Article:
Before Greenpeace Southeast Asia was formally established in 2000, the environment group has already been campaigning against different environmental threats in the region; calling attention to governments and communities about hazardous waste imports, industrial pollution, waste incineration, climate change and putting forward solutions to address these problems. It has already been a decade since then.

What’s the story behind our beginnings?

The success of the environmental movement in industrialized countries had unpleasant repercussions to developing countries such as ours.

Companies and waste generators in industrialized countries found it hard to operate in their own countries due to the increasing public opposition and awareness on the dangers posed by hazardous wastes dumping as well as the cost involved in disposing it. They had to find convenient escape valves to be able to abide to stricter environmental regulations and higher health and safety standards.

Unsuspecting third world countries became the perfect dumping ground of their wastes dubbed as recycling.


In 1994, Greenpeace International was carrying out a global campaign on the problem of hazardous waste dumping from industrialized to developing countries called the Toxic Trade Campaign.

The international environment group came to Asia to conduct research and establish contacts and networks with local groups and communities. They found that countries like US, Australia, European countries as well as Japan were importing hazardous wastes to countries like the Philippines, Indonesia and Thailand.

In the Philippines, lead from used and discarded batteries were being brought in and smelted in deplorable conditions that imposed risks to workers’ health as well as to the environment.

During this time, an international treaty regulating or prohibiting the practice of waste dumping from rich countries to developing countries was also in focus at the Basel Convention.

The toxic overload endured by poorer countries was a global scandal and Greenpeace was there exposing and leading the campaign to have an international convention guard against this practice. This led to one of Greenpeace’s victories, the adoption of the Basel Ban.

The waste trade campaign was among the earliest campaigns in the region. It was the ambassadorial issue for Greenpeace in Asia because it was more relevant and more urgent in the local context.

When Von Hernandez, now the current Executive Director, was recruited into Greenpeace in 1995 as a Toxics Campaigner for Asia.  He conducted research and tie up work with local groups in the Philippines and other countries, unearthing scandals in Indonesia, Thailand, India and Hong Kong.

Come 2000, the Toxics Free Asia tour was launched. It was the culmination of all the other earlier work done on waste dumping, waste trade, dirty technology transfer and the seminal work done by Greenpeace on toxics.

The development of Greenpeace Southeast Asia was not just campaign driven, but it was the realization on the part of Greenpeace that to be able to win the global campaign for the environment, there has to be a strong presence in Asia.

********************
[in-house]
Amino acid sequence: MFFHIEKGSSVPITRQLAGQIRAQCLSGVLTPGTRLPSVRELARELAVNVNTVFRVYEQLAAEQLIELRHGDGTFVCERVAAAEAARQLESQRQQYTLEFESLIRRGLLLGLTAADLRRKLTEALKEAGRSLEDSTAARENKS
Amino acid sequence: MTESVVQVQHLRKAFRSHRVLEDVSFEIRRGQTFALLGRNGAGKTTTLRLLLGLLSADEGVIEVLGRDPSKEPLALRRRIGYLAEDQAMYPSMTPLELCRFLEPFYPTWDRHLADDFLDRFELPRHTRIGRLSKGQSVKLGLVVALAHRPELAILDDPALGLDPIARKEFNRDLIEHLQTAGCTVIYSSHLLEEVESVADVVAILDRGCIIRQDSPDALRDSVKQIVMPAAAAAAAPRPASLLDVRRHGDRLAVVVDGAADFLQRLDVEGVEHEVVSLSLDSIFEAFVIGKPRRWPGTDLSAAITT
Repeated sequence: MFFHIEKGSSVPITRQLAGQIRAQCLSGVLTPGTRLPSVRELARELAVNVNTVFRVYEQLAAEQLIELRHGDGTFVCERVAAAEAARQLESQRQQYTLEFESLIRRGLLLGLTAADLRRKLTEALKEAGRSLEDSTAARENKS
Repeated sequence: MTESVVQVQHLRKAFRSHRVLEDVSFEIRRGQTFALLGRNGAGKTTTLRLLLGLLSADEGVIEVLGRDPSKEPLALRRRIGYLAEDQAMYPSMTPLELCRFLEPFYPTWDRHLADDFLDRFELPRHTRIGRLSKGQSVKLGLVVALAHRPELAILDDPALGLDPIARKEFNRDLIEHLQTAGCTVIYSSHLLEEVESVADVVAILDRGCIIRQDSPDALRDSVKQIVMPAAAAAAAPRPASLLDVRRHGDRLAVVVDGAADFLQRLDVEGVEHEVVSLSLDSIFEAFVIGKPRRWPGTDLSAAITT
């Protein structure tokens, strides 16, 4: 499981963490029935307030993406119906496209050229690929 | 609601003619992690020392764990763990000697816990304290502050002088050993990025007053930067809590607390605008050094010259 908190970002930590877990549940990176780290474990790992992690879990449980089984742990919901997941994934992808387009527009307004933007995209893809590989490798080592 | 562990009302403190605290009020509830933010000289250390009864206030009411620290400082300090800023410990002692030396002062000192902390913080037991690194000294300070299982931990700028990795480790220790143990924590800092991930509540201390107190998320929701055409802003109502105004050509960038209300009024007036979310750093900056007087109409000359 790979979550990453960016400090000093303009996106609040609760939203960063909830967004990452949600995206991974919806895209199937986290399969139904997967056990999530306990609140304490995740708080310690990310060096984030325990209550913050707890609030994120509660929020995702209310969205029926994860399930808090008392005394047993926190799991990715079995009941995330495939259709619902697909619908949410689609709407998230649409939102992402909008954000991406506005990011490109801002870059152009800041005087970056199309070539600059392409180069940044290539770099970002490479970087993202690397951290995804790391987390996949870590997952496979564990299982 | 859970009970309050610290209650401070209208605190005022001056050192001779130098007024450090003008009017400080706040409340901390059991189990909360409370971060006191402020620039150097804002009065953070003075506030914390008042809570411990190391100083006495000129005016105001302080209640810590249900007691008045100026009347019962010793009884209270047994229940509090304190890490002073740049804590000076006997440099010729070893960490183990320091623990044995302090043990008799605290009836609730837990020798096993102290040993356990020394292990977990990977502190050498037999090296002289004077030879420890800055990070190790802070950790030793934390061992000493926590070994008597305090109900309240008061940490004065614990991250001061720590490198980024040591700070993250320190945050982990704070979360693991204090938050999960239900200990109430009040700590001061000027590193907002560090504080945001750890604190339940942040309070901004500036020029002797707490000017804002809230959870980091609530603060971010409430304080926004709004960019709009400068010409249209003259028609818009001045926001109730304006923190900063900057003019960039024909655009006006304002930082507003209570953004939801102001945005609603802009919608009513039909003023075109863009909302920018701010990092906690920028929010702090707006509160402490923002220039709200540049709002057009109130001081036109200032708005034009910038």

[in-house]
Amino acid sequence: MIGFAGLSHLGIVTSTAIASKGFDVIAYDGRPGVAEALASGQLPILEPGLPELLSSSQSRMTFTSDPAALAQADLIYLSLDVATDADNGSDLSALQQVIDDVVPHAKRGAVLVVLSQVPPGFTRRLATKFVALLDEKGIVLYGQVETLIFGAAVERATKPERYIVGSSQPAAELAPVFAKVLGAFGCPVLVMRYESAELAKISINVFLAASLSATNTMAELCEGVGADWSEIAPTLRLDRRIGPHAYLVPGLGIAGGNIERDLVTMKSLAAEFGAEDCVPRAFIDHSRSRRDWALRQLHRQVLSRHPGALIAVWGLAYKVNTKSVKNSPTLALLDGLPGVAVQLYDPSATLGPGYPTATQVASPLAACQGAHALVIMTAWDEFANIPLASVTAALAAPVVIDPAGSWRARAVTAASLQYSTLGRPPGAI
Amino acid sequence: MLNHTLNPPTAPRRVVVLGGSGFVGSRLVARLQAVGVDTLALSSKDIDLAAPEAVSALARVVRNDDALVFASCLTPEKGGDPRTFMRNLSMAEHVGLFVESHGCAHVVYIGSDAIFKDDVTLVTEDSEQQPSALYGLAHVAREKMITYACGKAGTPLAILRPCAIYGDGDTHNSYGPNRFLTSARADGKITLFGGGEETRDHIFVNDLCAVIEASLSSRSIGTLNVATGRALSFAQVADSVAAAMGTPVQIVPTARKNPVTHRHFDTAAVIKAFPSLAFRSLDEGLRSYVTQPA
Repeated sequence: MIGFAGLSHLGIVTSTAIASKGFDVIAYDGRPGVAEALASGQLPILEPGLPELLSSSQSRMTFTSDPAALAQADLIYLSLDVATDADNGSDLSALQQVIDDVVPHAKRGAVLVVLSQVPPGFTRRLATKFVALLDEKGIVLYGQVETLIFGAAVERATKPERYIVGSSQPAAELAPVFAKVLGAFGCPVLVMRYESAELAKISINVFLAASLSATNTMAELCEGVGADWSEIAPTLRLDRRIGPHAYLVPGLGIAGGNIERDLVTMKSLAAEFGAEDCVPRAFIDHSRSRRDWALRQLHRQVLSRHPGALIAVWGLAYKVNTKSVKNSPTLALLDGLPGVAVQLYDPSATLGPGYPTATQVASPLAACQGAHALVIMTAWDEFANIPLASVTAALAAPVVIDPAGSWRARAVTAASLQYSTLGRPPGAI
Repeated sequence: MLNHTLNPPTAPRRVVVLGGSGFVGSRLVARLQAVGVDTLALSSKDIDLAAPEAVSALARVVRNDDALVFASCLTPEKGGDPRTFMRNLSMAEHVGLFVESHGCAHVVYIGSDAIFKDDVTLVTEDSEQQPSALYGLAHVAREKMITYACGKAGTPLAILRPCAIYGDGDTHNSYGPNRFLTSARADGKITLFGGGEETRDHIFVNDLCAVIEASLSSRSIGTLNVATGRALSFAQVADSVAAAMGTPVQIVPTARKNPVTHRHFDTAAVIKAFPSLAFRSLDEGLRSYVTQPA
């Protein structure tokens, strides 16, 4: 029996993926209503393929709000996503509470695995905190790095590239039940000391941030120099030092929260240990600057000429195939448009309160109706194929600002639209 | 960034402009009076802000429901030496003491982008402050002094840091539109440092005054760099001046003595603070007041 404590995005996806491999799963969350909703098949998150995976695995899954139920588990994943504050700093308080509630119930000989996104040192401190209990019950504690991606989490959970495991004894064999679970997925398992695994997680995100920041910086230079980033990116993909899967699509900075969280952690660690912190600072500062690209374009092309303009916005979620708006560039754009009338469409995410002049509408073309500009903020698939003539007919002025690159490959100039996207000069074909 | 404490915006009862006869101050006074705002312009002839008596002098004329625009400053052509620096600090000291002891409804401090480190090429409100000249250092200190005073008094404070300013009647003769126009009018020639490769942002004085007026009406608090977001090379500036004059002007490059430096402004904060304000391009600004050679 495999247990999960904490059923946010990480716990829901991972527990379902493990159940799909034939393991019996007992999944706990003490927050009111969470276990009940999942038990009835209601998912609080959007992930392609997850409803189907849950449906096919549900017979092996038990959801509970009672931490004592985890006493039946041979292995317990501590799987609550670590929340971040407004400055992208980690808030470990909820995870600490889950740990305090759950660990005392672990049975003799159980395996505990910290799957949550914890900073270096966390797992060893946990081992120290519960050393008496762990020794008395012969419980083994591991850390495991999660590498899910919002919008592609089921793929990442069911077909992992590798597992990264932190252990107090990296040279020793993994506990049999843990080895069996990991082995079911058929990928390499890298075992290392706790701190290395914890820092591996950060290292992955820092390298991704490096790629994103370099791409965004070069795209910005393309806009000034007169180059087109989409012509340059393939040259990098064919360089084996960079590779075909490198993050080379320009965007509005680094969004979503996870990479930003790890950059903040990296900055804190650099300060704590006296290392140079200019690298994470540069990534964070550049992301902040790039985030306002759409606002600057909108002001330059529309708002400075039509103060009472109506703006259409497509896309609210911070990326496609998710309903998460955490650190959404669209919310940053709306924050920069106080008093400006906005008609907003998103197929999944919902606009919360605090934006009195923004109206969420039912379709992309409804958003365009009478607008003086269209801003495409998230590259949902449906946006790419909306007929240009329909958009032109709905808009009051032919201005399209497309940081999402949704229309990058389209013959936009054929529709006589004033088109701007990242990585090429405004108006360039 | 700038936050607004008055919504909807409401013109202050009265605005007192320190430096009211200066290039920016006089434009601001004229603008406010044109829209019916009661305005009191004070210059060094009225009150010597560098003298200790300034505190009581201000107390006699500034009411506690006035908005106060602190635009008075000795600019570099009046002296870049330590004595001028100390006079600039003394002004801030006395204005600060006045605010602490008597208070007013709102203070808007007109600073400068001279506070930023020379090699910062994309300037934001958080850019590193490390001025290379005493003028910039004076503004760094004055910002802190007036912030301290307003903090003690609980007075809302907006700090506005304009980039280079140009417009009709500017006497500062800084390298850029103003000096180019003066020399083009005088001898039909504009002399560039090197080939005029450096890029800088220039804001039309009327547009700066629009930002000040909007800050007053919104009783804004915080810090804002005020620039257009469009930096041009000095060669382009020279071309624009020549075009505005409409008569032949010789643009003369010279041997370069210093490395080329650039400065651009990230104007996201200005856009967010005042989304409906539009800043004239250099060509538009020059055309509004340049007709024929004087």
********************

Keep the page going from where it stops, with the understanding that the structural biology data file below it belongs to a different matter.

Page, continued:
As environmental battles are won in Europe and North America, problems shifted to the developing world  and one which reached us was the migration of dirty technology as a result of their success.


The growth of Asian economies also posed a serious challenge for the environment. Since Asian countries follow the trend and development pathway of industrialized countries, it would be unthinkable how the planet would be able to cope with the extra pressure.

Since its beginnings, Greenpeace Southeast Asia through its style of campaigning on issues has occupied a niche not only in the environmental movement but also in local society.

Together with local groups and communities, we have stopped coal plant operations, nuclear development projects and proposals for waste incinerators in countries such as Thailand, Indonesia and the Philippines.
We have our share of policy victories which are more encompassing and lasting such as the Clean Air Act and the Renewable Energy Law in the Philippines.   In Indonesia are policies to end illegal logging and bans on timber exports, and to stop buying palm oils from companies that destroy forests and peatland.
More importantly, Greenpeace Southeast Asia has helped in changing the mindset of the public.  Proactive campaigning have helped challenge the framework of thinking of people on issues that used to be taken for granted-- problems that used to be abstract concepts (such as climate change in the early 90’s), and the fatalistic ideas that development is the price of pollution and that there is nothing we could do to make a difference in the world.


It was the need for positive change that really started Greenpeace Southeast Asia.  Greenpeace believes that there are alternatives that does not harm people such as green development, and that each of us can make change happen.

Through the years we have worked with individuals and groups who believed in what we believe in, and who believed in what we can do.  We cannot have done our work without thousands of supporters and volunteers, as well as partner groups.  And together we continue to turn our vision of a green and peaceful future for the coming generations, a reality.